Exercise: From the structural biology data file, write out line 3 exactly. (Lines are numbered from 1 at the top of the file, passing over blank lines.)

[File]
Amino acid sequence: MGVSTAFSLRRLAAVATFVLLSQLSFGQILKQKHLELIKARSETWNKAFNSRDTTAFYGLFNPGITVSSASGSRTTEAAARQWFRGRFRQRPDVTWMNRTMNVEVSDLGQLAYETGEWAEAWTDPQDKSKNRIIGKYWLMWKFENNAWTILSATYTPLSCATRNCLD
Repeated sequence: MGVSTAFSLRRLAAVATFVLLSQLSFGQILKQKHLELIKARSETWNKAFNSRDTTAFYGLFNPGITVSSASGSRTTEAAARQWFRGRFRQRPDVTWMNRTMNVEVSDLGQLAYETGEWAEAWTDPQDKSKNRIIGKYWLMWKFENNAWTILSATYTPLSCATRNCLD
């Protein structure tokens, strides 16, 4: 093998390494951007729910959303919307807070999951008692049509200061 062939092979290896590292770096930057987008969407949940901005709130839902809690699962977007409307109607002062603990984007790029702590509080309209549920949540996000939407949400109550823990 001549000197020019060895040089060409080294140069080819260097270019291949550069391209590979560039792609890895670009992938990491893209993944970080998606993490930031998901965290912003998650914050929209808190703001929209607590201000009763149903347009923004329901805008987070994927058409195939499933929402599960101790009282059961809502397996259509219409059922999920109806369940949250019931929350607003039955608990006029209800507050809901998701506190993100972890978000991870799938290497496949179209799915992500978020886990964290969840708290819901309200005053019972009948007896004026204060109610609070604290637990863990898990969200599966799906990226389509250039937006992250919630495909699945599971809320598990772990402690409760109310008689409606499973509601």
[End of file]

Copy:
């Protein structure tokens, strides 16, 4: 093998390494951007729910959303919307807070999951008692049509200061 062939092979290896590292770096930057987008969407949940901005709130839902809690699962977007409307109607002062603990984007790029702590509080309209549920949540996000939407949400109550823990 001549000197020019060895040089060409080294140069080819260097270019291949550069391209590979560039792609890895670009992938990491893209993944970080998606993490930031998901965290912003998650914050929209808190703001929209607590201000009763149903347009923004329901805008987070994927058409195939499933929402599960101790009282059961809502397996259509219409059922999920109806369940949250019931929350607003039955608990006029209800507050809901998701506190993100972890978000991870799938290497496949179209799915992500978020886990964290969840708290819901309200005053019972009948007896004026204060109610609070604290637990863990898990969200599966799906990226389509250039937006992250919630495909699945599971809320598990772990402690409760109310008689409606499973509601």